GNP (Glacier Nationa Park) Unearthed shares some of the aboriginal Kootenai place names in Glacier National Park. Kootenai traditional territory was massive and included parts of British Columbia, Alberta, Washington, Montana, and Idaho. They were known to be nomadic and to this day its been very difficult for experts to determine where precisely the Kootenai originated. Before the Glacier National Park establishment in 1910, names such as Apgar, Grinnell, and McDonald already had aboriginal Kootenai names.  There are hundreds of Kootenai names and legends for the geography within Glacier Park and surrounding areas.  The Kootenai inhabited this area for millennia-long before explorers set foot here.  Evidence proves that the Kootenai are native to Montana and archaeological evidence shows that Kootenai inhabited Montana more than 14,000 years ago and artifacts indicate that they have roots in the area's prehistory. The Kootenai inhabited the mountainous terrain west of the Continental Divide, venturing seasonally to the east for buffalo hunts through present-day Glacier National Park.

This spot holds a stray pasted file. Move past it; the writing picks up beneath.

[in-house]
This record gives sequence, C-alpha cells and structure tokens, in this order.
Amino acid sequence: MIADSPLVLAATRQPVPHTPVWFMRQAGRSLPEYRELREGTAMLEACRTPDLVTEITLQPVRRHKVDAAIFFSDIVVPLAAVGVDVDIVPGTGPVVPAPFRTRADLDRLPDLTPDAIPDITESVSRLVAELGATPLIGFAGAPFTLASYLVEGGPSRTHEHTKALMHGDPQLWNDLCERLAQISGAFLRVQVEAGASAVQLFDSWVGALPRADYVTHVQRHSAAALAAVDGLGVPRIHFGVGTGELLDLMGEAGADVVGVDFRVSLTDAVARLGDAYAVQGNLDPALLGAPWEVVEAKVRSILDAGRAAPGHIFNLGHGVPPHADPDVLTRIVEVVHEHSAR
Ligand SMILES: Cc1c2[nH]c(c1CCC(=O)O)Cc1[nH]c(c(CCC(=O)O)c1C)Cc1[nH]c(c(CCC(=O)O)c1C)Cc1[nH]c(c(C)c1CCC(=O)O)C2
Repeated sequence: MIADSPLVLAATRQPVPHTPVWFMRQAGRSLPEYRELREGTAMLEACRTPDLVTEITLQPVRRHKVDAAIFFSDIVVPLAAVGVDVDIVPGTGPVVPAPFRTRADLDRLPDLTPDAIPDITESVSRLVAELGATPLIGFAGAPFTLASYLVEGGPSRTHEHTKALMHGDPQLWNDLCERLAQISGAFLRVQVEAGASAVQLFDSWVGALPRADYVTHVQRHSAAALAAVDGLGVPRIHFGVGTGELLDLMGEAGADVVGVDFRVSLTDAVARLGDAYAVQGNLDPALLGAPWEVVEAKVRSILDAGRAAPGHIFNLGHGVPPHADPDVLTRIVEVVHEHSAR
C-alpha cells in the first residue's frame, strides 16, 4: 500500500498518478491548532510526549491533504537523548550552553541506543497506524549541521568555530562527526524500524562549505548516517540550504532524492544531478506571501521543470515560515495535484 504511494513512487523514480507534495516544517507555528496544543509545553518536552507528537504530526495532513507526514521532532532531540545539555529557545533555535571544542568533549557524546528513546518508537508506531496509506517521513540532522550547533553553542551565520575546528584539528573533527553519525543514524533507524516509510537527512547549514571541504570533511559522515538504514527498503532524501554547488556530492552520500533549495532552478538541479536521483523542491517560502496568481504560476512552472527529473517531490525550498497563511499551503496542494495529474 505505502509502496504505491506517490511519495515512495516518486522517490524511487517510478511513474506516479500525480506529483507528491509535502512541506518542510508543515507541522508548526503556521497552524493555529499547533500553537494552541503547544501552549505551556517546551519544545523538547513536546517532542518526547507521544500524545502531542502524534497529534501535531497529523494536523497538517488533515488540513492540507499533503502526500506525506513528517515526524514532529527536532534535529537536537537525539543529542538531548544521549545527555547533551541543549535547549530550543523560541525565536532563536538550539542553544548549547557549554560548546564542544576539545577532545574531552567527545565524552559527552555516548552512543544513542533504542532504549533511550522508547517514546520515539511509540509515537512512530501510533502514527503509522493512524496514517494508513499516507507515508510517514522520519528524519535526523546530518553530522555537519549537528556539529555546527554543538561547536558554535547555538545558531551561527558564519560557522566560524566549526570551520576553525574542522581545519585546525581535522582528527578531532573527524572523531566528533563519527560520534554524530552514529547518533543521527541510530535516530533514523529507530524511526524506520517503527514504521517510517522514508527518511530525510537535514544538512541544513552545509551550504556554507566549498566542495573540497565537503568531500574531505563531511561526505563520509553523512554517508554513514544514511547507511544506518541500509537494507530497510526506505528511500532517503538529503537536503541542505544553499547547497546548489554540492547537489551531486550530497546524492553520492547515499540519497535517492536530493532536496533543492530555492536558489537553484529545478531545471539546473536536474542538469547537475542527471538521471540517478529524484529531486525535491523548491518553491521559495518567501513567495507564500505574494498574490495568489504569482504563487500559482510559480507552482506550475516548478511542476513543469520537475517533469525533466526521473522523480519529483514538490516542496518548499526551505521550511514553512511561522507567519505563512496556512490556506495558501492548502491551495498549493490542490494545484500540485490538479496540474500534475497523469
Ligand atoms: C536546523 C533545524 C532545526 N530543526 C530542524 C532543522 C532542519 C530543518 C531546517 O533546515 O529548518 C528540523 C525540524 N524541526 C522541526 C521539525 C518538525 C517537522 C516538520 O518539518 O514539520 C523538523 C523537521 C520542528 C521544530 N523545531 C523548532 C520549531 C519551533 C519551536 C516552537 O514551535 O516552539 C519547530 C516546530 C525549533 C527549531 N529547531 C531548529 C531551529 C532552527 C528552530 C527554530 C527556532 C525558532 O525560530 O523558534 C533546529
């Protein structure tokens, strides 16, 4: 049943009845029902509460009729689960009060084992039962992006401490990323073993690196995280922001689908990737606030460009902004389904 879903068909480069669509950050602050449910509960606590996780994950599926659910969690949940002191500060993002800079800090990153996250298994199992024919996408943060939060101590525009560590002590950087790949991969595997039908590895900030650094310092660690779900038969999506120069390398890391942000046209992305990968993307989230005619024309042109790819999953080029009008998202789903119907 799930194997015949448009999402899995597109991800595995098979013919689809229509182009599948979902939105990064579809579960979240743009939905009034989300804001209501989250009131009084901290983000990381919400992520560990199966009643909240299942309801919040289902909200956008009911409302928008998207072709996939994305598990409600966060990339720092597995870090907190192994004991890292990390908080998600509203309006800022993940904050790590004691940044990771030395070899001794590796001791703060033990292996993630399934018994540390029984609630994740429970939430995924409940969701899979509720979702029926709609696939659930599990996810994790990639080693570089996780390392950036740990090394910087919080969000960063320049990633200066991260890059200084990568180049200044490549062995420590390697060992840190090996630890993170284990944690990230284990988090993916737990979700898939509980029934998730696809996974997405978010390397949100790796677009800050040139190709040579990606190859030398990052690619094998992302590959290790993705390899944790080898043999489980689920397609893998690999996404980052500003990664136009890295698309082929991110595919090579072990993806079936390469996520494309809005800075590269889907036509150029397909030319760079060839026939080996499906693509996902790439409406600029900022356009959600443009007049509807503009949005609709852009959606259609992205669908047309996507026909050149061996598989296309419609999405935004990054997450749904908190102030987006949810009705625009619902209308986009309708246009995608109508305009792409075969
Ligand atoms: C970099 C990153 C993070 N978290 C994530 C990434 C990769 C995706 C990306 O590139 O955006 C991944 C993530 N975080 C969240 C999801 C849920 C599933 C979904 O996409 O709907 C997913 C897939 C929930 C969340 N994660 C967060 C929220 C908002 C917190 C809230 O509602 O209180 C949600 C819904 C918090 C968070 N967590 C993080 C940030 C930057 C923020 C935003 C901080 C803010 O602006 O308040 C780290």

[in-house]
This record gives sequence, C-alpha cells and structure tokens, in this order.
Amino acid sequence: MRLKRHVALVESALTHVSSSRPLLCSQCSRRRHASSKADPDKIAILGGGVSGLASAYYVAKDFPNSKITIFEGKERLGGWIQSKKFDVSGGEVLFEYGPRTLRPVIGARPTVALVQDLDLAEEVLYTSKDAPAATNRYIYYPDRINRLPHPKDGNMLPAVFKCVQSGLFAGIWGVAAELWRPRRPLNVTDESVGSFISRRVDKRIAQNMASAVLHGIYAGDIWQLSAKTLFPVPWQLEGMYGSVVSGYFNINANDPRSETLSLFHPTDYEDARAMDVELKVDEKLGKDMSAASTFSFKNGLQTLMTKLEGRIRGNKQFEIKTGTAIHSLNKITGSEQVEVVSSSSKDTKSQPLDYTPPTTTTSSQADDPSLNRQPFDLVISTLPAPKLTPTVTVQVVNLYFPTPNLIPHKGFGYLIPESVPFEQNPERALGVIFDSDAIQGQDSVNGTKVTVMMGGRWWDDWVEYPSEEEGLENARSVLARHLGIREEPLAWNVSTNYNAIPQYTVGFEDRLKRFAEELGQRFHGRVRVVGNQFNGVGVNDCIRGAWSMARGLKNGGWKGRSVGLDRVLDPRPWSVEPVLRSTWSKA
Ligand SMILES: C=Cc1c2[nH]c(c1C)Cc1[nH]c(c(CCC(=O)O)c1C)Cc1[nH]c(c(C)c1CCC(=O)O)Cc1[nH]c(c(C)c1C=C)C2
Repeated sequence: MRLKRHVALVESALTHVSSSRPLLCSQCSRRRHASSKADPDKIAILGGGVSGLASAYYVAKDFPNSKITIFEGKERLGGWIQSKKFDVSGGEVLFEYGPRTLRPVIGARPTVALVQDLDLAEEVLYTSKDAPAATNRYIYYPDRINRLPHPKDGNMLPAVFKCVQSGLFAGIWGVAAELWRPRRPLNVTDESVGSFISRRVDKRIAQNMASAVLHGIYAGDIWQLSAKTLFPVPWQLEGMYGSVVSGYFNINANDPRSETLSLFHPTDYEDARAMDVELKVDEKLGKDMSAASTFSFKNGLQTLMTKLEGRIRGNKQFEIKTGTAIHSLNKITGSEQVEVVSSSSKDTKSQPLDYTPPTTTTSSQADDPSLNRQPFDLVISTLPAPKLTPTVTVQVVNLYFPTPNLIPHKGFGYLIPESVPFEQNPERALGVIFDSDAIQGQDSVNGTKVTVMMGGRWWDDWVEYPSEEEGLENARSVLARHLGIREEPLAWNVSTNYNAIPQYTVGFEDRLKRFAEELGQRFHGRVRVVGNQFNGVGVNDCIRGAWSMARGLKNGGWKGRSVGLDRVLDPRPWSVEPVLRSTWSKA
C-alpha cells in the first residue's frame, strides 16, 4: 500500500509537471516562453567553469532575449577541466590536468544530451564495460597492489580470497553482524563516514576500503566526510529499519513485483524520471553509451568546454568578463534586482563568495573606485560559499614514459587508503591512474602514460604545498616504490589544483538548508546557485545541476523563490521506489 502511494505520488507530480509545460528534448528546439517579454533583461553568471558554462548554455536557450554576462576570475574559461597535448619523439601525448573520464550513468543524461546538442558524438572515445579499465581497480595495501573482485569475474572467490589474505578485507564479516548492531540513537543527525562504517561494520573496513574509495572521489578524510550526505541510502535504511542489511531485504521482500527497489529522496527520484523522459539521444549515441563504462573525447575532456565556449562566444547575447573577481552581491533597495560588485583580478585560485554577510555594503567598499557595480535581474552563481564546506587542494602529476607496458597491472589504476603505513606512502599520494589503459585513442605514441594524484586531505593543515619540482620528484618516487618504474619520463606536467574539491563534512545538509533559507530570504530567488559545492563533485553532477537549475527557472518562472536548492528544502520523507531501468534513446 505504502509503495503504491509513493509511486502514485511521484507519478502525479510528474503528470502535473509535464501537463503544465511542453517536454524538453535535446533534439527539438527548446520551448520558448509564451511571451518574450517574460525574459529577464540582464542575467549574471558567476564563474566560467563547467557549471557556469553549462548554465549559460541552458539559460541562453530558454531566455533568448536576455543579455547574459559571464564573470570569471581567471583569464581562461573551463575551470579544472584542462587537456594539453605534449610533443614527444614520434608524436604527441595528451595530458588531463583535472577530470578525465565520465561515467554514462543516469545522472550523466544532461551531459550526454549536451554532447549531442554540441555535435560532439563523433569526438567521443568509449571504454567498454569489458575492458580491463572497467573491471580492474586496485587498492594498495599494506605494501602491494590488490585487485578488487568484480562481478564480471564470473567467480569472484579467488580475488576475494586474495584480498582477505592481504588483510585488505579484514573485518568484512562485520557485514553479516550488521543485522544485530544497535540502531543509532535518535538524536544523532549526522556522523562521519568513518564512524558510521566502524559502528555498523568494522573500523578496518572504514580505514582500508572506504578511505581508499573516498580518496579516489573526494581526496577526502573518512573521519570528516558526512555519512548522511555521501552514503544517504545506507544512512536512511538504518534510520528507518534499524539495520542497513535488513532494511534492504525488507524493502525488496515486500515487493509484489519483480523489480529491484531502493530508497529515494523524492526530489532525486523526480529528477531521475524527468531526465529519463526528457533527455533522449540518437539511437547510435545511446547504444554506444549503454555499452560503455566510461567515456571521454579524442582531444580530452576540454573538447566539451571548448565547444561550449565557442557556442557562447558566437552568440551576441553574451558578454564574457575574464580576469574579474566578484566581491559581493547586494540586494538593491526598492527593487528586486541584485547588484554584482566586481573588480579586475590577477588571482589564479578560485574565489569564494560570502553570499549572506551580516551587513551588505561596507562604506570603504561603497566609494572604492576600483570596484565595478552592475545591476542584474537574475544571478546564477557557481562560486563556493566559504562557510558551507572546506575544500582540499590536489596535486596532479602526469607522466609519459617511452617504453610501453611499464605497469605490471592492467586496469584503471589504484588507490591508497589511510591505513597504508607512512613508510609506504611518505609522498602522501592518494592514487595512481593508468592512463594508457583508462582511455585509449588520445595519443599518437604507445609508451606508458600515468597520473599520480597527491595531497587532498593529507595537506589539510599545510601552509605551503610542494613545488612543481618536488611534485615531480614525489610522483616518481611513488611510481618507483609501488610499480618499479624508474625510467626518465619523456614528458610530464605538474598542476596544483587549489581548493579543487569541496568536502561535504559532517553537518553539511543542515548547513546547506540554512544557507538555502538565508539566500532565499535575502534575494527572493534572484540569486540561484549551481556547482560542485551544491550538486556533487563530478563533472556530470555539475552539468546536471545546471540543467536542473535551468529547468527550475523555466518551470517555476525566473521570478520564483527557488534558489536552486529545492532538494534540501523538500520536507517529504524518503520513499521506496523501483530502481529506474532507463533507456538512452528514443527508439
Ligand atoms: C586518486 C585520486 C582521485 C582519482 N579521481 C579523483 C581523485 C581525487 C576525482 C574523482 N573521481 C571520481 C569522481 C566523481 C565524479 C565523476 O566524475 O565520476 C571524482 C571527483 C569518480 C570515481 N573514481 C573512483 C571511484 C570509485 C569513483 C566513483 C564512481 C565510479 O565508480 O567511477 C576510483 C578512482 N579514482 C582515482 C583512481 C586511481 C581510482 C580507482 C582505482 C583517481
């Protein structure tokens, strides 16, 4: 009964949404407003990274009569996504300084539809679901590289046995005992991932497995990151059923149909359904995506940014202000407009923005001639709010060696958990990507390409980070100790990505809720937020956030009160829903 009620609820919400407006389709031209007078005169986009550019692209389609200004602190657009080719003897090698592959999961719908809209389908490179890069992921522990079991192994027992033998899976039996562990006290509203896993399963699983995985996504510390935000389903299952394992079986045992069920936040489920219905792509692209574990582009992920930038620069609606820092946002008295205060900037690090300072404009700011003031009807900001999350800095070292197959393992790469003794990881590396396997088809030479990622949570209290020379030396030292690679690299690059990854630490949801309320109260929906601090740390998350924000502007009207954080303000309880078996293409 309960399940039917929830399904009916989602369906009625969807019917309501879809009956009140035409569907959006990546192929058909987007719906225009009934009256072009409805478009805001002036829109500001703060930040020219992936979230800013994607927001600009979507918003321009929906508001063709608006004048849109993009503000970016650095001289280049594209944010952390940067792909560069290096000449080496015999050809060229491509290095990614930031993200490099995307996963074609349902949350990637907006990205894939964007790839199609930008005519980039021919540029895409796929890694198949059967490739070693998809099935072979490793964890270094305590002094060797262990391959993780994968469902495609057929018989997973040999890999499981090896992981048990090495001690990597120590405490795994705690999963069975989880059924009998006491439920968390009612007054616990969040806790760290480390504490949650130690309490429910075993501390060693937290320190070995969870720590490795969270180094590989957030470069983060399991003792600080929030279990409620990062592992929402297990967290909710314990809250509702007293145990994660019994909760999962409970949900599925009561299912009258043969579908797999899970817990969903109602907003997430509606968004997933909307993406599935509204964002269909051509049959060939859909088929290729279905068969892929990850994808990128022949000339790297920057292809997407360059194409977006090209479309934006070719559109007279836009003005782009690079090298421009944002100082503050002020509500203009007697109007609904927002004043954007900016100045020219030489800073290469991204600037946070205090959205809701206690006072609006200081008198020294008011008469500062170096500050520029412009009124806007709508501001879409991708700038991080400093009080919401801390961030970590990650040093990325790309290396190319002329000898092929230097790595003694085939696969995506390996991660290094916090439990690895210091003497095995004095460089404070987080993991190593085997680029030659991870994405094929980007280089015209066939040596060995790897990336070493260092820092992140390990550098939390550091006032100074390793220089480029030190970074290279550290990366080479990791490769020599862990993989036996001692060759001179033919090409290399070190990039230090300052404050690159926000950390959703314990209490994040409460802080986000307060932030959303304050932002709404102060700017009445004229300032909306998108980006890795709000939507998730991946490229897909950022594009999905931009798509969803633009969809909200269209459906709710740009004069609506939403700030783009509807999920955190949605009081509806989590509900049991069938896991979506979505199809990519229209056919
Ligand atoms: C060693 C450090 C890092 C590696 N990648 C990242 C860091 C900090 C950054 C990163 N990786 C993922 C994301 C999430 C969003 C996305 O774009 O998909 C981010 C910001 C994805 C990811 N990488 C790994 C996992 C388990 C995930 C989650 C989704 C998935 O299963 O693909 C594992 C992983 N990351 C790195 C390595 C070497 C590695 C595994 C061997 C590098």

Although the Kootenai were not the only native tribes to travel Glacier other tribes such as the Blackfeet and Salish also accessed the area on Buffalo hunts.


 A special thanks to Glacier and National Park Services for the public domain photos, Margaret Mathias-Friedlander, the late Adeline Mathias and KCC linguist D.B. for assisting with place names, spellings, and pronunciations. 


For more information on conservation efforts at Glacier National Park read:

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